Letter IEDI n. 890–Structural change and deindustrialization: rethinking development policies
As a result of the obstacles to their processes of structural transformation, a number of developing countries are struggling to promote an income growth rhythm fast enough to reach the richest nations on the planet.
Traditionally, the economic literature argues that there is high potential for economic development for economies that diversify their productive sectors and advance in the processes of industrialization, generating greater gains in productivity and technology. This was the path traveled by the countries that today are classified as developed.
In the last decades, however, a growing deindustrialization has been observed, that is, a decline of the weight of the industry in the economic structure, not only in advanced economies but also in developing ones, such as Brazil. For this second group, deindustrialization was premature, as these countries began to lose industrial capacity before reaching a high level of per capita income, compromising their ability to constantly improve their degree of technological sophistication.
This Letter IEDI discusses the conditions for the advancement of development in the midst of deindustrialization, based on the recently published IMF work "Rethinking development policy: deindustrialization, servicification and structural transformation" by Manoj Atolia, Prakash Loungani, Milton Marquis and Chris Papageorgiou. The main arguments and conclusions of the IMF researchers will be summarized below.
The study seeks to shed new light on the paths of economic development by evaluating countries' experiences based on the role played by private and public fundamentals in the process of structural transformation. Deindustrialization and "servicification" —understood, respectively, as the loss of industry share and the increasing share of services, both in employment and value added in several economies— are part of the present context of deep challenges to development.
It should be noted that, while certain private fundamentals —such as physical capital, technology, skills and innovation— are necessary to induce growth, they are often not sufficient to initiate the process, particularly in the absence of public fundamentals such as infrastructure and institutions. Thus, according to the IMF researchers, public policies have a crucial role in the process of structural change in the economy.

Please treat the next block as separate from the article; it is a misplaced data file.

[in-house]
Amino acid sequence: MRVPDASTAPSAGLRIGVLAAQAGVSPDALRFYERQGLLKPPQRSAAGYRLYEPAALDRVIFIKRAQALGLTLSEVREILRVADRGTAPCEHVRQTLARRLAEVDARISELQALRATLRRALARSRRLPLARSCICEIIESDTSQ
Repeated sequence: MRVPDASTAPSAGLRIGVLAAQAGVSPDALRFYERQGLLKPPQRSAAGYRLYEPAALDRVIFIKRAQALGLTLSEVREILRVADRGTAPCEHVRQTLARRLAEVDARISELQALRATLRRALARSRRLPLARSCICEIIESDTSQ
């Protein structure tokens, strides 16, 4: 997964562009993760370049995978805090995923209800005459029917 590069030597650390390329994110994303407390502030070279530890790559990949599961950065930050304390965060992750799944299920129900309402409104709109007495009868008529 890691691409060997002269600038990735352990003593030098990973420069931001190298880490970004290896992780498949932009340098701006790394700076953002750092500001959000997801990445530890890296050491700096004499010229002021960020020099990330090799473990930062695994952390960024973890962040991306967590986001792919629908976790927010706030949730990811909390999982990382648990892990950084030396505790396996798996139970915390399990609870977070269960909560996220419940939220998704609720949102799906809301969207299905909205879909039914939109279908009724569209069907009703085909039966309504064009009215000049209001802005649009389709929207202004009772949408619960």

The study examines the recent process of economic development of three groups of countries: those most successful in the catching-up movement, such as the Asian Tigers (South Korea, Taiwan, Singapore, Hong Kong); middle-income countries, like Brazil, Mexico, China, among others; and low-income countries, as those in sub-Saharan Africa.
It concludes that, in the light of global experiences and the current reality of globalization and deindustrialization, great difficulties face countries pursuing the traditional path of structural transformation that permeates agriculture, the industry and services as income levels rise.
According to the authors, the development option through high-productivity services can generate strong economic growth. However, there is still a lack of evidence of its potential to contribute to the large-scale absorption of labor by the most advanced sectors of the economy and, thus, promote the diffusion of income gains, as happens in the manufacturing-led growth paradigm.
In the absence of favorable forces from industrial production and/or a proven track record of services-led development, the processes of economic development and structural change have to depend, mainly, on the support of sound public policies. These must be appropriate to the generation of strong dynamic, self-sustaining incentives that strengthen private fundamentals such as technology, skills and innovation.
According to the IMF researchers, although policy prescriptions are country-specific, overcoming certain challenges must be a priority of public policies. Among the most pressing issues, the following can be highlighted:
• Inadequate infrastructure;
• Exhaustion of cheap labor and gains from imitation of products and processes;
• Insufficient human capital to compete with high-income countries in innovation;
• Lack of access to funding for risky investments in innovative technologies;
• Income inequality inhibiting the acquisition of human capital, given the limited access of low-income households to educational opportunities.
Finally, because development is a long and complex process, it is critical that policy formulations embrace a strategic and long-term perspective.